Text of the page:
27. 27. The original code main = do a r g s <− getArgs f o r M a r g s $ a r g −> do c o n t e n t <− r e a d F i l e a r g l e t l e n = l e n g t h ( words c o n t e n t ) putStrLn ( show l e n ++ ” ” ++ a r g )
  28. 28. The bytestring code A bytestring is a contiguously-allocated array of bytes. Because there’s no pointer-chasing overhead, this should be faster. import q u a l i f i e d Data . B y t e S t r i n g . Char8 a s B main = do a r g s <− getArgs f o r M a r g s $ a r g −> do c o n t e n t <− B . r e a d F i l e a r g l e t l e n = l e n g t h (B . words c o n t e n t ) putStrLn ( show l e n ++ ” ” ++ a r g ) Notice the import qualified—this allows us to write B instead of Data.ByteString.Char8 wherever we want to use a name imported from that module.
  29. 29. So is it faster? How does this code perform? $ time ./WC ascii.txt 9873630 ascii.txt real 0m8.043s $ time ./WC-BS ascii.txt 9873630 ascii.txt real 0m1.434s Not bad! We’re 6x faster than the String code, and now just 3x slower than the C code.
  30. 30. Seriously? Bytes for text? There is, of course, a snag to using bytestrings: they’re strings of bytes, not characters. This is the 21st century, and everyone should be using Unicode now, right? Our answer to this problem in Haskell is to use a package named Data.Text.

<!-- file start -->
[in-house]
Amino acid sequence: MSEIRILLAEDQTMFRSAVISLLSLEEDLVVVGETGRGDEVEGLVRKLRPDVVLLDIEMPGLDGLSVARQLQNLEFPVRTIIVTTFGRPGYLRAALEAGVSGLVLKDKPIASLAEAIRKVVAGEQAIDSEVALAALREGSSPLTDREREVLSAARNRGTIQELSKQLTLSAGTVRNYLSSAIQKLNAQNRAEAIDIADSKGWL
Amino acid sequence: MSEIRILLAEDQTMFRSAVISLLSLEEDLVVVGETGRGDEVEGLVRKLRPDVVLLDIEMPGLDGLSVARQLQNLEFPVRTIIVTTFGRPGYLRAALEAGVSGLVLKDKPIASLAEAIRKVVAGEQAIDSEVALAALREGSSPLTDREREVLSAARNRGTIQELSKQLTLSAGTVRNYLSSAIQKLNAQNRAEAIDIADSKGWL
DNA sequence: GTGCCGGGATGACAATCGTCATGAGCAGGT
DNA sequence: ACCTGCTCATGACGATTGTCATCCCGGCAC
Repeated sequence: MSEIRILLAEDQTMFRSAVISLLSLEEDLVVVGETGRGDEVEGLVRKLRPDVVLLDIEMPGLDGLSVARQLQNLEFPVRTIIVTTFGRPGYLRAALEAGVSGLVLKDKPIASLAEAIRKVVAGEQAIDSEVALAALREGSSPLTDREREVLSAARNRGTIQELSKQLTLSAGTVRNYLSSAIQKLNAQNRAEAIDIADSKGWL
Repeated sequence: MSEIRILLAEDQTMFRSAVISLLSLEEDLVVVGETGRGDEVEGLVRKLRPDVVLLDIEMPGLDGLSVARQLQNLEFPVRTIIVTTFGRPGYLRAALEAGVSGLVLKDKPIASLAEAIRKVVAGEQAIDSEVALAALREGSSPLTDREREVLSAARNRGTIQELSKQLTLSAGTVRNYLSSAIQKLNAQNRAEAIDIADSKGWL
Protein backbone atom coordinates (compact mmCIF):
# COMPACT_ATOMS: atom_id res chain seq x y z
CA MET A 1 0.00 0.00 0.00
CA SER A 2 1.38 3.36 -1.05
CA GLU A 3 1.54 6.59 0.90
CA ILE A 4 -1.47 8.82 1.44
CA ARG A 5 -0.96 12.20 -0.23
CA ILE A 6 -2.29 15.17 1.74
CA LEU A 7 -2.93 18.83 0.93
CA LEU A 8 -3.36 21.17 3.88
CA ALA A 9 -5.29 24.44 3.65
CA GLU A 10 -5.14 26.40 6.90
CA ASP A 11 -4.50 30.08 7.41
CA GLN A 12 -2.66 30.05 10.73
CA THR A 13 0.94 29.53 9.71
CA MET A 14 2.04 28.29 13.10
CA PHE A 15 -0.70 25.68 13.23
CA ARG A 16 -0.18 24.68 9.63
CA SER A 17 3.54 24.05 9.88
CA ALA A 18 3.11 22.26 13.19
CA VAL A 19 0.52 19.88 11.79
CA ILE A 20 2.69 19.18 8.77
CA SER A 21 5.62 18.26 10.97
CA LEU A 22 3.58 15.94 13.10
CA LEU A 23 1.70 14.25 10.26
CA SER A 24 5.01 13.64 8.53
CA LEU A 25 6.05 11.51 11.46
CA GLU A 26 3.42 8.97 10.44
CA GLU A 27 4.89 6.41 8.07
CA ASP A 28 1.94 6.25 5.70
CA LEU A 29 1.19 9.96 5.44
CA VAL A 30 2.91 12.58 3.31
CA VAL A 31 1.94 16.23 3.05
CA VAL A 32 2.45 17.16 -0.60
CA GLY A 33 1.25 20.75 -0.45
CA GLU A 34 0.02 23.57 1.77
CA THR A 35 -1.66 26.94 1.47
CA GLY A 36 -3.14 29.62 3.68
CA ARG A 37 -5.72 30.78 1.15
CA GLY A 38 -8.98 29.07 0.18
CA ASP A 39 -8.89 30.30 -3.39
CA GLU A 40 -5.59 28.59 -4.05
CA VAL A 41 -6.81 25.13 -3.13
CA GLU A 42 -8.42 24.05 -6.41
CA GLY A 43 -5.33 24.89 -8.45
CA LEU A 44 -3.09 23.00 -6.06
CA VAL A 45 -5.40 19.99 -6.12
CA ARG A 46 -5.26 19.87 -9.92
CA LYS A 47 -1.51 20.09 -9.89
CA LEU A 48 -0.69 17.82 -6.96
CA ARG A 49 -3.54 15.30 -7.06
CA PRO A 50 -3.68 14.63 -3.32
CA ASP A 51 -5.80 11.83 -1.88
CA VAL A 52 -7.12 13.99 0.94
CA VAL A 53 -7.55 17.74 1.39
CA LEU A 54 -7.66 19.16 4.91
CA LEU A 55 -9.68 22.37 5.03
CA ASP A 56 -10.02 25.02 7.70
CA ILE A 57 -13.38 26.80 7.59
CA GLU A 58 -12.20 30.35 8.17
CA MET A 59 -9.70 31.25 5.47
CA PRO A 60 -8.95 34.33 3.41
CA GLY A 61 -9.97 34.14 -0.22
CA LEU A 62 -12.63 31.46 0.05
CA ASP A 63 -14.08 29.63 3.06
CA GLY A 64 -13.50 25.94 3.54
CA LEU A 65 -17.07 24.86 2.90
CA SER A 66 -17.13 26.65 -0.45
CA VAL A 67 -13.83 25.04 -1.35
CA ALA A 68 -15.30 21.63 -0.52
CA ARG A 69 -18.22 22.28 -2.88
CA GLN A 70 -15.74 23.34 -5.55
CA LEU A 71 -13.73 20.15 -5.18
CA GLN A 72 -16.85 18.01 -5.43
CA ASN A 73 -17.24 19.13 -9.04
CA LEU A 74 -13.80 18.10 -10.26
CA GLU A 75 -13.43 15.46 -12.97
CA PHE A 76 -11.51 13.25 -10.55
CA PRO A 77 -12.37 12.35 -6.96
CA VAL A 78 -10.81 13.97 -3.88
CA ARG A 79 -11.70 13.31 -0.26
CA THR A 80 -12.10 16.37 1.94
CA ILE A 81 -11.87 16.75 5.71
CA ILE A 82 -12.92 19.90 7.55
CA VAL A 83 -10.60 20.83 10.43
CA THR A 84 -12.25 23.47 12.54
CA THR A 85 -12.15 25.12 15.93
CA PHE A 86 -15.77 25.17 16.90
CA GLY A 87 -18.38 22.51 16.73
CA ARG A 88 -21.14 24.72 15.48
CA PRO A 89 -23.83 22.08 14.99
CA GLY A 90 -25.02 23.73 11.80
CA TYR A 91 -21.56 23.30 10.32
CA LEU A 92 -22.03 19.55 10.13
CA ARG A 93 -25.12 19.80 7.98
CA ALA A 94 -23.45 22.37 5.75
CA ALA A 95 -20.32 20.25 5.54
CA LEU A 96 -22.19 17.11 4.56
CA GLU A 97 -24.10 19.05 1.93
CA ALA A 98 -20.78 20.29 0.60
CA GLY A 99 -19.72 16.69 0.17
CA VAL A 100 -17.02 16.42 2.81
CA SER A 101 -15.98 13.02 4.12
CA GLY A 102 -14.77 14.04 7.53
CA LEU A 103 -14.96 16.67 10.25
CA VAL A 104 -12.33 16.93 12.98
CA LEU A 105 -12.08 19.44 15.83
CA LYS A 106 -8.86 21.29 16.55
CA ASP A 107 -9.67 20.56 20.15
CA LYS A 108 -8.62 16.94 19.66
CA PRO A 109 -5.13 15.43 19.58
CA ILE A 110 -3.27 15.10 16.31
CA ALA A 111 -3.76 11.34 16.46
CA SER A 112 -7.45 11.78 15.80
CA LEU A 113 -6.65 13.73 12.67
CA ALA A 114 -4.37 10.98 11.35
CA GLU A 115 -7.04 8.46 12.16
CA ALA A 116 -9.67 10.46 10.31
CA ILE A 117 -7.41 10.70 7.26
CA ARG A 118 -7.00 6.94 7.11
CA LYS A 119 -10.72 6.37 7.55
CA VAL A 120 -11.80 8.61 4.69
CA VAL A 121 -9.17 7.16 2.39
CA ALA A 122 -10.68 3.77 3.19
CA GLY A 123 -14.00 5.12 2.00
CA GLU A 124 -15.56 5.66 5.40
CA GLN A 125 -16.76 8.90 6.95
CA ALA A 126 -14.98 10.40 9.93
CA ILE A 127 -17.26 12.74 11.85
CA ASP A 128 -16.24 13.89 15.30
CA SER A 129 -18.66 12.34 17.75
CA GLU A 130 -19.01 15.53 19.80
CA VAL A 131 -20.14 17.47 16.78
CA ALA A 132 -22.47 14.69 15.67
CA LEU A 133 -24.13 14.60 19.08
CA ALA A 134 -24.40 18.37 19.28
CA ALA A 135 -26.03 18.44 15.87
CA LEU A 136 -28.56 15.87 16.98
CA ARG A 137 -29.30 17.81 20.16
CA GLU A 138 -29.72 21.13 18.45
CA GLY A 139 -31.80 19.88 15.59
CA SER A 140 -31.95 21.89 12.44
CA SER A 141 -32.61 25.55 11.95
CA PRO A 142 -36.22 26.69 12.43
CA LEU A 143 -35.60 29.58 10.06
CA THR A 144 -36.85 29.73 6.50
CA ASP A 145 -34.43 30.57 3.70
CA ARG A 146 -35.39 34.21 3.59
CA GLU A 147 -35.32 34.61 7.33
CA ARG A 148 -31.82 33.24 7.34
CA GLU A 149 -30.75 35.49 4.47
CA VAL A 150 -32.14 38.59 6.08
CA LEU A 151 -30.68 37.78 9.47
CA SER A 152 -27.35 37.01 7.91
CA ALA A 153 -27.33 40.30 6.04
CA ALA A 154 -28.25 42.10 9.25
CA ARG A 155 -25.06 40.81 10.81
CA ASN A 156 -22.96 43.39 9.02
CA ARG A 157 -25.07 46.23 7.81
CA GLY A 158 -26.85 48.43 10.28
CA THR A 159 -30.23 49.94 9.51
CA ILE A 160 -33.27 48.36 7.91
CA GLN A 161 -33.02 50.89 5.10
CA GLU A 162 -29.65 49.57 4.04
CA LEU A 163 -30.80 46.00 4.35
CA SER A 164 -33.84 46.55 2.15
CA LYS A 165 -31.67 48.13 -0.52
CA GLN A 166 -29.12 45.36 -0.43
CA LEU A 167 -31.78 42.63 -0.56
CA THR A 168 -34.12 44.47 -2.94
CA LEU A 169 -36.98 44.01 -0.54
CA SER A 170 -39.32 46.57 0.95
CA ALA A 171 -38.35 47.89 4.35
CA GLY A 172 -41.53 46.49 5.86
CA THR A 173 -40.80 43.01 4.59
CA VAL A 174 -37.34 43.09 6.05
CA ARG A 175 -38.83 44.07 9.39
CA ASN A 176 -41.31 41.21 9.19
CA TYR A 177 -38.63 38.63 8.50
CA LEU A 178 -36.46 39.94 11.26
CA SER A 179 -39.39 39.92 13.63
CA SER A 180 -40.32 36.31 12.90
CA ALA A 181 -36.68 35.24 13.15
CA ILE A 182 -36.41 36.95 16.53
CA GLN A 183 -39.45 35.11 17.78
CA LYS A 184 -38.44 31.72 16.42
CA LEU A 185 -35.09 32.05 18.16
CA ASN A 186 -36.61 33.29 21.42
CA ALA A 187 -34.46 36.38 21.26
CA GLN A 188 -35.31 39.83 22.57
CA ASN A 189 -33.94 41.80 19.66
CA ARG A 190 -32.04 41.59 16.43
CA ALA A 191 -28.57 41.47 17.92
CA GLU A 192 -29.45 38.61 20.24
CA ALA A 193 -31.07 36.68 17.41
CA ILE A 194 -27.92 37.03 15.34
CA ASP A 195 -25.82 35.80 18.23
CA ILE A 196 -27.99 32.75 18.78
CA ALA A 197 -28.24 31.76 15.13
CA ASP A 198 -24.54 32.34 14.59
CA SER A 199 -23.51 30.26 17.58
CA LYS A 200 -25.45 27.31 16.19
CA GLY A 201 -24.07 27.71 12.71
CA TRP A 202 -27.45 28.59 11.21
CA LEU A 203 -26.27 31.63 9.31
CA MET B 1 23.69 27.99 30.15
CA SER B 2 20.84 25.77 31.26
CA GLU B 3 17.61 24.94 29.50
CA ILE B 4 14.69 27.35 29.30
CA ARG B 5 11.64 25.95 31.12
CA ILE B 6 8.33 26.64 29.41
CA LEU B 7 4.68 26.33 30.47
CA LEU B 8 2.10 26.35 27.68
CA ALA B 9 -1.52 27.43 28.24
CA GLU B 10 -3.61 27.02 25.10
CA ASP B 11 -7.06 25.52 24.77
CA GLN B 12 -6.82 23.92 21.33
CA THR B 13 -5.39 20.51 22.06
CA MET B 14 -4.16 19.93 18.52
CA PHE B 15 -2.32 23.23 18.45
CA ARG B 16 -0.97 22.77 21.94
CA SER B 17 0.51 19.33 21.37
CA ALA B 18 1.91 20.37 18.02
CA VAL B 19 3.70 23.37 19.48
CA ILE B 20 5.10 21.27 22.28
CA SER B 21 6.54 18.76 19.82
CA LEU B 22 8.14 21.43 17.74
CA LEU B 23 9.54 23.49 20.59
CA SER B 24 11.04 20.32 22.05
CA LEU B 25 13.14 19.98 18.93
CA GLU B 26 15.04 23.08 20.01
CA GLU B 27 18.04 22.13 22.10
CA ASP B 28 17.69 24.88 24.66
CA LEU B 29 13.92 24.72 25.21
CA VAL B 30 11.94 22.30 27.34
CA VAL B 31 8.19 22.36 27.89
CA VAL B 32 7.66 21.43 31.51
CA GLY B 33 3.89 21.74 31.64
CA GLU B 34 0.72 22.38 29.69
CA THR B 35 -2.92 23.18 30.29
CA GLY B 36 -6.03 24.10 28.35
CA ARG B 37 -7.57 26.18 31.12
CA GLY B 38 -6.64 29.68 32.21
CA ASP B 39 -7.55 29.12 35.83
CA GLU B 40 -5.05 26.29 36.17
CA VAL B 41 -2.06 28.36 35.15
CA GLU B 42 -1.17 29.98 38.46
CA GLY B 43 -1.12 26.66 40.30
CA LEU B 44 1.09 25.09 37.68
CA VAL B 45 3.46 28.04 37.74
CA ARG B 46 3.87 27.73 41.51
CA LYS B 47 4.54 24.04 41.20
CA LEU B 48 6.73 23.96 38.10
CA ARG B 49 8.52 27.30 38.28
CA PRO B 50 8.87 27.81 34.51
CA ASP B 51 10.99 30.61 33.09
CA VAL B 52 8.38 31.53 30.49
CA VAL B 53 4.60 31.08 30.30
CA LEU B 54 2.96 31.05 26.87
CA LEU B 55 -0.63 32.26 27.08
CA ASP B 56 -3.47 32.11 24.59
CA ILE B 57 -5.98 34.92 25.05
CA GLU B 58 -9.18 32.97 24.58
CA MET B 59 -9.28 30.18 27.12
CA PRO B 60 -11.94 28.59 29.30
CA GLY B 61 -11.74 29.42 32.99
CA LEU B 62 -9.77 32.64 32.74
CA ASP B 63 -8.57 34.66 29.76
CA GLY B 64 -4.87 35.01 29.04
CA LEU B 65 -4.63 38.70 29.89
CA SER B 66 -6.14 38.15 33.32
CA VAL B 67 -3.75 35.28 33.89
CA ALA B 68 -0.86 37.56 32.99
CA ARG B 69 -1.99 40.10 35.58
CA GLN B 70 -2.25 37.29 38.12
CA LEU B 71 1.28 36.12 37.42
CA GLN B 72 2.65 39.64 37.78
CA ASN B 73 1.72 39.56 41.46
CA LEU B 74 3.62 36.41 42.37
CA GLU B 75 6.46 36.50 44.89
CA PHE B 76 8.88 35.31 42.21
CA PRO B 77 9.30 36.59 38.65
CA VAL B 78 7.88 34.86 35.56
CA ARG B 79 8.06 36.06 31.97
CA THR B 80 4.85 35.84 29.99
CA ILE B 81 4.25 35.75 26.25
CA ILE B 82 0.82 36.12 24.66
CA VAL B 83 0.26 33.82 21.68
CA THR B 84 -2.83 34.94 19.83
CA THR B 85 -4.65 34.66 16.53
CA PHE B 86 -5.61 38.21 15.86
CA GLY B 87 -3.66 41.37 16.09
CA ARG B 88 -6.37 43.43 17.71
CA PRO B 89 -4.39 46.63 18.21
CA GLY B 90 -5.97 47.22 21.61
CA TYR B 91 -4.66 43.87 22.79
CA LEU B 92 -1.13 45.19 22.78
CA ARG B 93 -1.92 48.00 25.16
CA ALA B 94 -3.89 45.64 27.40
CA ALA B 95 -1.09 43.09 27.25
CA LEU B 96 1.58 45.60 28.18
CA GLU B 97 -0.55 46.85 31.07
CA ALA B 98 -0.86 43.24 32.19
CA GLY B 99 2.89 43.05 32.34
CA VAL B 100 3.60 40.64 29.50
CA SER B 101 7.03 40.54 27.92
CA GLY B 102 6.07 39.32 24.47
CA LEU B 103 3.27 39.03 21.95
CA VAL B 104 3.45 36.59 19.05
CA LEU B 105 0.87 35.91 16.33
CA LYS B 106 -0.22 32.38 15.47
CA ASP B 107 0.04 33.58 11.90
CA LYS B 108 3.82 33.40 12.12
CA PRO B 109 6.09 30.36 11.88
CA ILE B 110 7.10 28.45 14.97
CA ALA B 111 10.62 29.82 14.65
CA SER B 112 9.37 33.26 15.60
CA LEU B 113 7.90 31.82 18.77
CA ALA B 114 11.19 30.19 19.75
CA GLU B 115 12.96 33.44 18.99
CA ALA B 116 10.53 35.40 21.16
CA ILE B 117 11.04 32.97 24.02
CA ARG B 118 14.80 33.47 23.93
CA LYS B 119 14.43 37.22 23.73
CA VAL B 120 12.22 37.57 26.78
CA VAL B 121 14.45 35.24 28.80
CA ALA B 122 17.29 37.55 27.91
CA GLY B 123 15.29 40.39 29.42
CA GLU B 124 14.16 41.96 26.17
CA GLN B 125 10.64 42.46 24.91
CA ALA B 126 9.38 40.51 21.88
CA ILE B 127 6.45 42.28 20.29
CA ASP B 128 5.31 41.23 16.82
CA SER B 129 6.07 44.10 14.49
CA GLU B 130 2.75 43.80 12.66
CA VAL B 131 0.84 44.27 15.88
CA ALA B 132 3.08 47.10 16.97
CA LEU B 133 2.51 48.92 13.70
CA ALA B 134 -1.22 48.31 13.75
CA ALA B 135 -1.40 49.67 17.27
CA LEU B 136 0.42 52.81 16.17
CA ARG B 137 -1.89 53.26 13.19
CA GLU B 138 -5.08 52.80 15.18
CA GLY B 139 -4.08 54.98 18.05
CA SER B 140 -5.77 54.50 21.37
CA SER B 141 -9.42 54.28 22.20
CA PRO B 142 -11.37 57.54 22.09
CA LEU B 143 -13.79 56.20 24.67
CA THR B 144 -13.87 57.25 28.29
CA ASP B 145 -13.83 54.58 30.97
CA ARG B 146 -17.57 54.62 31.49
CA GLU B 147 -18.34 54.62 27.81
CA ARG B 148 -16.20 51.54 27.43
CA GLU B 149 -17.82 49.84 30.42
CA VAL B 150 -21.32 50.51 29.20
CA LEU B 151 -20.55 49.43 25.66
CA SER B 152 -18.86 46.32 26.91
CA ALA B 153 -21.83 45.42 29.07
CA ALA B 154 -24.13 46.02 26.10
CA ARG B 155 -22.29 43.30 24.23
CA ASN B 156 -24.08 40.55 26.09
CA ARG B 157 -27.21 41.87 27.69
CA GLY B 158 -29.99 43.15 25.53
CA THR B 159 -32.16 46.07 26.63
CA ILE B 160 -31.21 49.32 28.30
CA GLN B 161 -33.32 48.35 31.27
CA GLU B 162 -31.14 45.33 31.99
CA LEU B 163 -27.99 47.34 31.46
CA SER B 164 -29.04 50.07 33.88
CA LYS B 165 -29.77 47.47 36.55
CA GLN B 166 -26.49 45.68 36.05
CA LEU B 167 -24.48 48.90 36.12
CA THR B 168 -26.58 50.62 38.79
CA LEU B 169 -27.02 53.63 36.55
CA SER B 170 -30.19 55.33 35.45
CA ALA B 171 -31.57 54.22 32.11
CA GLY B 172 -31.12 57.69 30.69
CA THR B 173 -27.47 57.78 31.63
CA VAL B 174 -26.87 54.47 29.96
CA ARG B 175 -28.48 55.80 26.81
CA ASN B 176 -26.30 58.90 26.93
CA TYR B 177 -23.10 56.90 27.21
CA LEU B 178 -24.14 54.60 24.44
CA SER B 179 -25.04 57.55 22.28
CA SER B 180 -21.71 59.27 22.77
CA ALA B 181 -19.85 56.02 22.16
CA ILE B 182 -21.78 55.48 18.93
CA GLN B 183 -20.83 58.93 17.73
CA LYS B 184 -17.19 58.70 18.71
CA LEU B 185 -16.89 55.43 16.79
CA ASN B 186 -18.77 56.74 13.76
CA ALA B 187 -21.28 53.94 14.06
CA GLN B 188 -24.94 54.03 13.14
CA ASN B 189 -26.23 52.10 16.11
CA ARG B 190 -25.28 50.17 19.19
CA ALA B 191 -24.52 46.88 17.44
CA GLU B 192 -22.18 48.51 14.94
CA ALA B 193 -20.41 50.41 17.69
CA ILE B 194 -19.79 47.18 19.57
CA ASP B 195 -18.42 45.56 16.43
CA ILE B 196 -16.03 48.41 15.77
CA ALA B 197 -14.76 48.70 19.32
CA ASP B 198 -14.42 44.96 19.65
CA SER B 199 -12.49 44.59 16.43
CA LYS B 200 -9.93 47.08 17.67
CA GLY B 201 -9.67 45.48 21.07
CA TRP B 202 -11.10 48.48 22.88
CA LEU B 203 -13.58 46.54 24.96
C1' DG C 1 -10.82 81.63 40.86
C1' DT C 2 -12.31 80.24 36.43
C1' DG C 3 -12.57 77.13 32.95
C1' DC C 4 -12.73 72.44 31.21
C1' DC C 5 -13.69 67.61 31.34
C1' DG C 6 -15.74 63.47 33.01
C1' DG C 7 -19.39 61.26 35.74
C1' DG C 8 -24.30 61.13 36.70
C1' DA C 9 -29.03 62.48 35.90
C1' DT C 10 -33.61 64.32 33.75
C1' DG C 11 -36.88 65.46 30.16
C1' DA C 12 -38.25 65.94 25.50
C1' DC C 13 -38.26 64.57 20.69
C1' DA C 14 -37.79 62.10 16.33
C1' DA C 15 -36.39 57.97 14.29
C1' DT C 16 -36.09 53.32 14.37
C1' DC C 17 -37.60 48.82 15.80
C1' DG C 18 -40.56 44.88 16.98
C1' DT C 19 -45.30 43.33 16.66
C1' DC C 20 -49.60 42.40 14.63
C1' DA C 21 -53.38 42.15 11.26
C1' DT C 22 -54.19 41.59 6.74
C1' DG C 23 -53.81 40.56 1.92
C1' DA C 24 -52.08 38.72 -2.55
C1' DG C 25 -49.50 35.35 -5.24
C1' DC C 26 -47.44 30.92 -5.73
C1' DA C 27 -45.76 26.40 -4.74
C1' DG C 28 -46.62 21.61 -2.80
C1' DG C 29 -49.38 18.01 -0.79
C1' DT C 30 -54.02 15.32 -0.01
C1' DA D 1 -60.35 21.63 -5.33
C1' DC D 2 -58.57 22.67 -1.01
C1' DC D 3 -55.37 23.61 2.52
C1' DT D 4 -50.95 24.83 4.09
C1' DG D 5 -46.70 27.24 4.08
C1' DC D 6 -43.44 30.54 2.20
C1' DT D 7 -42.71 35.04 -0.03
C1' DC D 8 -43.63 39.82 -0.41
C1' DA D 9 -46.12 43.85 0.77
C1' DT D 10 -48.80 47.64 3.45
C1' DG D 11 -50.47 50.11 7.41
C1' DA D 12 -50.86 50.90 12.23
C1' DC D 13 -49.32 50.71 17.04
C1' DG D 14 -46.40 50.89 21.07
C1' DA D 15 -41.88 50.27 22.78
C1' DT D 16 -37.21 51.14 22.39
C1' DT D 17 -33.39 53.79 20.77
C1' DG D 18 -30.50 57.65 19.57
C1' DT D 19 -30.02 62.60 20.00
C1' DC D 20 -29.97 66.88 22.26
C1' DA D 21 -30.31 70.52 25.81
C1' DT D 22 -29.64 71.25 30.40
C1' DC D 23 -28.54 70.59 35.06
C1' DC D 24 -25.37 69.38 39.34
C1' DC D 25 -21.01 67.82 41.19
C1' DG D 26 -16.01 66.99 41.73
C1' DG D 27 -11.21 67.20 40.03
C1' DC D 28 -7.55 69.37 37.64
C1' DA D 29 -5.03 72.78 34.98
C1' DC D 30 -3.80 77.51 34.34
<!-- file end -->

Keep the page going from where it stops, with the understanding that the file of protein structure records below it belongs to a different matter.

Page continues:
31. 31. Unicode-aware word count import q u a l i f i e d Data . Text a s T import Data . Text . E n c o d i n g ( d e c o d e U t f 8 ) import q u a l i f i e d Data . B y t e S t r i n g . Char8 a s B main = do a r g s <− getArgs f o r M a r g s $ a r g −> do b y t e s <− B . r e a d F i l e a r g l e t content = decodeUtf8 bytes l e n = l e n g t h (T . words c o n t e n t ) putStrLn ( show l e n ++ ” ” ++ a r g )
  32. 32. What happens here? Notice that we still use bytestrings to read the initial data in. Now, however, we use decodeUtf8 to turn the raw bytes from UTF-8 into the Unicode representation that Data.Text uses internally. We then use Data.Text’s words function to split the big string into a list of words.
  33. 33. Comparing Unicode performance For comparison, let’s first try a Unicode-aware word count in C, on a file containing 112.6 million characters of UTF-8-encoded Greek: $ du -h greek.txt 196M greek.txt $ export LANG=en_US.UTF-8 $ time wc -w greek.txt 16917959 greek.txt real 0m8.306s $ time ./WC-T greek.txt 16917959 greek.txt real 0m7.350s
  34. 34. What did we just see? Wow! Our tiny Haskell program is actually 13% faster than the system’s wc command! This suggests that if we choose the right representation, we can write real-world code that is both brief and highly efficient. This ought to be immensely cheering.